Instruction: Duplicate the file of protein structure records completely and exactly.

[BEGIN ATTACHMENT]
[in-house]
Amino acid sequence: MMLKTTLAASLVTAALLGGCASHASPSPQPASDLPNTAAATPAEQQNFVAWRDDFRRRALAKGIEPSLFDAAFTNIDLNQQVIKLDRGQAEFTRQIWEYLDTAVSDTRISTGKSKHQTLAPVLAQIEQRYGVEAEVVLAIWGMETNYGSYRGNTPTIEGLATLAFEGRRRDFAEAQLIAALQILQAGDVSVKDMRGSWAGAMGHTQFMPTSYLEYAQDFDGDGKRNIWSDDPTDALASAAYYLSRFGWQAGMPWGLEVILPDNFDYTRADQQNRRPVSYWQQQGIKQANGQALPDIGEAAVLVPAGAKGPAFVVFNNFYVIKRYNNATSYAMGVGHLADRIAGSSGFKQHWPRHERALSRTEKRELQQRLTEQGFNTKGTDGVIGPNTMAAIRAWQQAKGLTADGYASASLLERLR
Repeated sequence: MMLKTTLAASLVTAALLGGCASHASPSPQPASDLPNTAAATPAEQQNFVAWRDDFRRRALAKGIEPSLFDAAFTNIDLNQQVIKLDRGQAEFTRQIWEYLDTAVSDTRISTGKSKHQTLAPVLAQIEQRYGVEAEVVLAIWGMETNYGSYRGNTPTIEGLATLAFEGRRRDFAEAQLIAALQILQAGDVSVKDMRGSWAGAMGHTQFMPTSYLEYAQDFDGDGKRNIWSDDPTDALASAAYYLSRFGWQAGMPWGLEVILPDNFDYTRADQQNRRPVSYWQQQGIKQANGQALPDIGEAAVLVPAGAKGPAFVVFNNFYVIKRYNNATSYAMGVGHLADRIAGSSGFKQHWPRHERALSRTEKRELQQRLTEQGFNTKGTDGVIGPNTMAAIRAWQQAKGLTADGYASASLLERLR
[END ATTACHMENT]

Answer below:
[in-house]
Amino acid sequence: MMLKTTLAASLVTAALLGGCASHASPSPQPASDLPNTAAATPAEQQNFVAWRDDFRRRALAKGIEPSLFDAAFTNIDLNQQVIKLDRGQAEFTRQIWEYLDTAVSDTRISTGKSKHQTLAPVLAQIEQRYGVEAEVVLAIWGMETNYGSYRGNTPTIEGLATLAFEGRRRDFAEAQLIAALQILQAGDVSVKDMRGSWAGAMGHTQFMPTSYLEYAQDFDGDGKRNIWSDDPTDALASAAYYLSRFGWQAGMPWGLEVILPDNFDYTRADQQNRRPVSYWQQQGIKQANGQALPDIGEAAVLVPAGAKGPAFVVFNNFYVIKRYNNATSYAMGVGHLADRIAGSSGFKQHWPRHERALSRTEKRELQQRLTEQGFNTKGTDGVIGPNTMAAIRAWQQAKGLTADGYASASLLERLR
Repeated sequence: MMLKTTLAASLVTAALLGGCASHASPSPQPASDLPNTAAATPAEQQNFVAWRDDFRRRALAKGIEPSLFDAAFTNIDLNQQVIKLDRGQAEFTRQIWEYLDTAVSDTRISTGKSKHQTLAPVLAQIEQRYGVEAEVVLAIWGMETNYGSYRGNTPTIEGLATLAFEGRRRDFAEAQLIAALQILQAGDVSVKDMRGSWAGAMGHTQFMPTSYLEYAQDFDGDGKRNIWSDDPTDALASAAYYLSRFGWQAGMPWGLEVILPDNFDYTRADQQNRRPVSYWQQQGIKQANGQALPDIGEAAVLVPAGAKGPAFVVFNNFYVIKRYNNATSYAMGVGHLADRIAGSSGFKQHWPRHERALSRTEKRELQQRLTEQGFNTKGTDGVIGPNTMAAIRAWQQAKGLTADGYASASLLERLR